Iran's Deputy Health Minister Iraj Harirchi looked visibly feverish as he spoke on state television Monday, downplaying the spread of the new coronavirus in Iran. Without a face mask on, wiping sweat off his forehead and speaking to local press, he coughed into a tissue several times. One day later, he tested positive for the coronavirus.
Iran's health ministry has rejected claims from some local officials that the number of dead and infected is far higher than reported. Iran's government confirmed 139 cases and 19 deaths from the fast-spreading virus as of Wednesday, the highest number of fatalities outside China, where the disease has taken more than 2,600 lives and sickened more than 80,000.
"The high number of deaths in Iran suggests that the number of infections in the country is much higher than declared by the authorities," Hasnain Malik, Dubai-based managing director for frontier markets equity strategy at Tellimer, told CNBC.
U.S. Secretary of State Mike Pompeo expressed concern on Tuesday that Tehran may be withholding "vital details" and urged all countries to "tell the truth about the coronavirus."
It's still unclear where the first cases of the virus in Iran came from; Iranian Health Minister Saeed Namaki said the first patients had previously done business in China. Another health official said it stemmed from a group of 700 Chinese clerical students studying in the religious city of Qom, where most of the cases are concentrated.
Iran hasn't suspended flights from China — one of its top trading partners — despite nearly all of its Middle Eastern neighbors doing so.
The country has canceled sports matches, concerts, and closed schools and universities in certain provinces, while workers have been disinfecting public transport venues and posting signs warning against touching surfaces in crowded places. Still, no city-wide quarantines have come into place and religious pilgrims are still moving in and out of Qom, Iran's coronavirus epicenter, which sees some 22 million religious tourists annually.
Suspicion of a state cover-up mounted after a legislator from Qom claimed there have been 50 deaths in the city of 1.2 million. Tehran refuted the figure and denied hiding anything.
The legislator, Ahmad Amirabadi Farahani, was quoted by semi-official news agency ILNA on Monday as accusing the government in Tehran of not being transparent about the scale of the outbreak, which had more than quadrupled in just three days, according to the figures it has reported to the World Health Organization (WHO). He said that in addition to Qom's 50 deaths, more than 250 people were under quarantine. Iran's health ministry rejected Farahani's claim.
"The rest of the media have not published this figure, but we prefer not to censor what concerns the coronavirus because people's lives are in danger," ILNA's editor Fatemeh Madiani told AFP news agency.
And Mohammadreza Ghadir, the director of Qom's University of Medical Sciences, said earlier this week: "The health ministry asked us not to talk about the numbers," according to a translation of a BBC Persian article.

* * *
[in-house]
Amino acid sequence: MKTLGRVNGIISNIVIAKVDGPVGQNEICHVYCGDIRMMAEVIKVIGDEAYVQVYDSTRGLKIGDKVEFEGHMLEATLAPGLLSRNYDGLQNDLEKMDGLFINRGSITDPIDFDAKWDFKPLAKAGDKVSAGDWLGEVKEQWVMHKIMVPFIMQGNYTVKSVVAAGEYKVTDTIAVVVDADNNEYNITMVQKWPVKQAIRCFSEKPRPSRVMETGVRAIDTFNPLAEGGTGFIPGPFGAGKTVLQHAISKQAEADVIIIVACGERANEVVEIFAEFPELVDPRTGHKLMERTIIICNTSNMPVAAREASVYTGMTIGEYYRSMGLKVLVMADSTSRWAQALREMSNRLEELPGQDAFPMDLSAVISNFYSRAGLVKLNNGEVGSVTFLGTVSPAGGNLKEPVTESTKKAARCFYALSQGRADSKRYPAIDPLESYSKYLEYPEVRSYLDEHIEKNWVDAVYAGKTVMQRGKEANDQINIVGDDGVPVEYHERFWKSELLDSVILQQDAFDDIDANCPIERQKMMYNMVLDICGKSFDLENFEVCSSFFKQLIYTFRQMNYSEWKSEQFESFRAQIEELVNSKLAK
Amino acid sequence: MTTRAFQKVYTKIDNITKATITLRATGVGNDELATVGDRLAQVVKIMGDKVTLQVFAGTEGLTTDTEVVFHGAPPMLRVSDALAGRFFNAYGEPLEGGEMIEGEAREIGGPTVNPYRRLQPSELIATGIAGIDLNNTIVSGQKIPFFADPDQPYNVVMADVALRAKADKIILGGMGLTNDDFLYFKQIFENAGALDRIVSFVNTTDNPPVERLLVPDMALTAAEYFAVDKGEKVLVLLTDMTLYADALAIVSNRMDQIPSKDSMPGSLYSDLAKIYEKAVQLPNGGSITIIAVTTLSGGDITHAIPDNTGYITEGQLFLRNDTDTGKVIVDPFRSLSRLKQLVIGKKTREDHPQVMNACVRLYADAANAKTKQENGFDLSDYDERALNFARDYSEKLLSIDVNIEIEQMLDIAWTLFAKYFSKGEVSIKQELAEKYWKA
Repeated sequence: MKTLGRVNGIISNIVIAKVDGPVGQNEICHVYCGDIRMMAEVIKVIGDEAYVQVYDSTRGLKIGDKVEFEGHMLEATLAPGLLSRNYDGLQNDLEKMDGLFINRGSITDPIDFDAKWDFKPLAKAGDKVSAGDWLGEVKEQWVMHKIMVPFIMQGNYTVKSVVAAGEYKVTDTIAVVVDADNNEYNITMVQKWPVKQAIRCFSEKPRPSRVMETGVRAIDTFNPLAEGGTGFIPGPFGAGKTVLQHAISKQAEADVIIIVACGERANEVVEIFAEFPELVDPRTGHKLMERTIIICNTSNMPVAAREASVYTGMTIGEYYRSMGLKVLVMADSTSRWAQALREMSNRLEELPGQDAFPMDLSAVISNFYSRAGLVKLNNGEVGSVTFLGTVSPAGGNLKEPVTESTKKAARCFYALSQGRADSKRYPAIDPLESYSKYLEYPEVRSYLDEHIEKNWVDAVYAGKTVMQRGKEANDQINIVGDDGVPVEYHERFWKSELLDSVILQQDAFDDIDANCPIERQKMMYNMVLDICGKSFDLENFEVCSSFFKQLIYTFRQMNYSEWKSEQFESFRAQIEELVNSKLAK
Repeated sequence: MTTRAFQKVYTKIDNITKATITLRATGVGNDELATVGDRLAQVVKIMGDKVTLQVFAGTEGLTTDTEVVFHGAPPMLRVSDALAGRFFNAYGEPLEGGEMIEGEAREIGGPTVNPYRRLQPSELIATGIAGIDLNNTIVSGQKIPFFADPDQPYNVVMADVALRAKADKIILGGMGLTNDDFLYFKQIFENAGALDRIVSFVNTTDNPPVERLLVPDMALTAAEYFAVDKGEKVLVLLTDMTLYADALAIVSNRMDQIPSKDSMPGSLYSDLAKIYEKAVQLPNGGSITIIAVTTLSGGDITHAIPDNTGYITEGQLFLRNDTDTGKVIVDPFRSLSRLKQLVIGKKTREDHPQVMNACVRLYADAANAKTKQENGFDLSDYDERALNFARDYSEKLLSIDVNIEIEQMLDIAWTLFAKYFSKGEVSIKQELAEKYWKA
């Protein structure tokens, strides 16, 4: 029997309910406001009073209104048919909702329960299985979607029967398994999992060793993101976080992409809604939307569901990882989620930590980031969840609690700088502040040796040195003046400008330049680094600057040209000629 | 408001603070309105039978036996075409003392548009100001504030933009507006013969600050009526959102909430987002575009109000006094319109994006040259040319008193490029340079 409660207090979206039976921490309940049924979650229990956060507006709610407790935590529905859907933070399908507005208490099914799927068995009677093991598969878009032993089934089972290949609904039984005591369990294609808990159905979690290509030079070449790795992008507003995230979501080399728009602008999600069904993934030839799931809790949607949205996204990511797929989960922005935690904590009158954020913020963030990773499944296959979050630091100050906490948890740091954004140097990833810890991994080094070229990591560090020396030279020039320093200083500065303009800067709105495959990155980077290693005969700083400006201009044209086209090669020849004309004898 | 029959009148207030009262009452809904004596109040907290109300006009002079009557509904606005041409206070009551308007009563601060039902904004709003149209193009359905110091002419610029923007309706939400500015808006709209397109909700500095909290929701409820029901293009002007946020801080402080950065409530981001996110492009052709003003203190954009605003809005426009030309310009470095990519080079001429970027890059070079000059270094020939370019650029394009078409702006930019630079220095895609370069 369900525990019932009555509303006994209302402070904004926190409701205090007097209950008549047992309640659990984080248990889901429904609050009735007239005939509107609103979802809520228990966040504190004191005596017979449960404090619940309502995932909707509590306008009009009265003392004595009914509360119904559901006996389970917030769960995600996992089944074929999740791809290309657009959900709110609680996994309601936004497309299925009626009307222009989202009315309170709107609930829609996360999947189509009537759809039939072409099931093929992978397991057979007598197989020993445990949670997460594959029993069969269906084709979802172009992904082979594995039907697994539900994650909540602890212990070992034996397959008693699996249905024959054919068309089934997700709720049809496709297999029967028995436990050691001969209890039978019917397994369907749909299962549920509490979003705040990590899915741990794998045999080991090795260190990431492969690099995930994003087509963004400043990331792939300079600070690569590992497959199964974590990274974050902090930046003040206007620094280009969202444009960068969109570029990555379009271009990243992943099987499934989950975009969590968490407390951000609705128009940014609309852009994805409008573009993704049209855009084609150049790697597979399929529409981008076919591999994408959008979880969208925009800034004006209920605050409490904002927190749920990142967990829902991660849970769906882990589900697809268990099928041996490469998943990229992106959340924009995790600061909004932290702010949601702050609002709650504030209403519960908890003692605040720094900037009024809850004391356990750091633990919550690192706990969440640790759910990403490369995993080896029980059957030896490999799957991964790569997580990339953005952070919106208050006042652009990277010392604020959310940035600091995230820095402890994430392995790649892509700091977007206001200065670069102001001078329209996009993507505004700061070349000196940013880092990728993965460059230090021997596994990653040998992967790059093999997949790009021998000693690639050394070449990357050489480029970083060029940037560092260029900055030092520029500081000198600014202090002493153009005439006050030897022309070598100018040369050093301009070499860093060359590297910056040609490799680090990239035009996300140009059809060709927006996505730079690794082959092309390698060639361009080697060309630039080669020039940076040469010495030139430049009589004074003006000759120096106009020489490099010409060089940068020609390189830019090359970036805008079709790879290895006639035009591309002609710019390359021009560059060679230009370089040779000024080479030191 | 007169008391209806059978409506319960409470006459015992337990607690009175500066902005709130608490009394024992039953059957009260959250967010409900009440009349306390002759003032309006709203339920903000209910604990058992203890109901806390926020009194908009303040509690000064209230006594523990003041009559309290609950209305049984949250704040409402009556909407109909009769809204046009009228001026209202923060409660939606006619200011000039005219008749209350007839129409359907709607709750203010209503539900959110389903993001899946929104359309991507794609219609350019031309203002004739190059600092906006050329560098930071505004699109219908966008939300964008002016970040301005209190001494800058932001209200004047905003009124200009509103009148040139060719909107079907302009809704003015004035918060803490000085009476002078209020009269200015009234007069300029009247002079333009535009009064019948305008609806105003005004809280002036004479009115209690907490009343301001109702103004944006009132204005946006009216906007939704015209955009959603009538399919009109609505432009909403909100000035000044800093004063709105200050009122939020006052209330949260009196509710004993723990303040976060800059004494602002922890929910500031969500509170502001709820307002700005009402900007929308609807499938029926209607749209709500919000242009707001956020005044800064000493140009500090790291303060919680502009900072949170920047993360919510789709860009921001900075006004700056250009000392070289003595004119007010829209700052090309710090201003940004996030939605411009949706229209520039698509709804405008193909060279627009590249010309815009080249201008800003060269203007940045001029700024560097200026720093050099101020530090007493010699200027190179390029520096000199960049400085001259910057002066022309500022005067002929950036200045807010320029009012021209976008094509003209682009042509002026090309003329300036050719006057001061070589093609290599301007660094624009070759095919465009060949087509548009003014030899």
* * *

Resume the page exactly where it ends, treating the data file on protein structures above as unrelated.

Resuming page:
Iran's neighbors have shut their borders with the country and most Middle Eastern countries have now suspended flights to and from Iran. Health authorities in Bahrain, Oman, Iraq, Kuwait, Afghanistan, the United Arab Emirates and even Canada say they have cases that stemmed from Iran.
"The government has aggravated the crisis for itself by hiding the outbreak of the virus and minimizing its importance," said Dina Esfandiary, an Iranian research fellow at the Harvard Kennedy School's Belfer Center. "This followed its desire to show solidarity with the Chinese a couple of weeks ago and keeping travel between the two countries open. This is why the crisis is worst in Iran."
Iran's economy is crumbling under the weight of heavy U.S. sanctions, which have been increasing in intensity and scope since President Donald Trump's administration withdrew from the 2015 Iran nuclear deal in 2018. Its currency is in free fall and inflation is around 50%, with an estimated 9.5% GDP (gross domestic product) contraction last year. The sanctions, many health experts say, have also created an obstacle to adequate preparedness.
The Islamic Republic saw the lowest parliamentary election turnout in its history last week at 42.5%, with many Iranians openly boycotting the vote — an apparent rebuke to the regime's legitimacy. Tehran "likely was slow to respond given their desire to get people out to vote in the recent parliamentary election," said Behnam ben Taleblu, a senior fellow at the Foundation for Defense of Democracies.
Iranian supreme leader Ayatollah Ali Khamenei blamed the low turnout on the Islamic Republic's "enemies" using coronavirus rumors to scare people.
One cleric in Qom even blamed Trump for the virus's spread in the city.
For many Iranians, the response by the state and religious establishment bodes poorly for the future.
"The regime's poor management of this crisis means there is a new threat from Iran: a public health crisis," ben Taleblu said. "There is a real concern inside Iran that this will only get worse."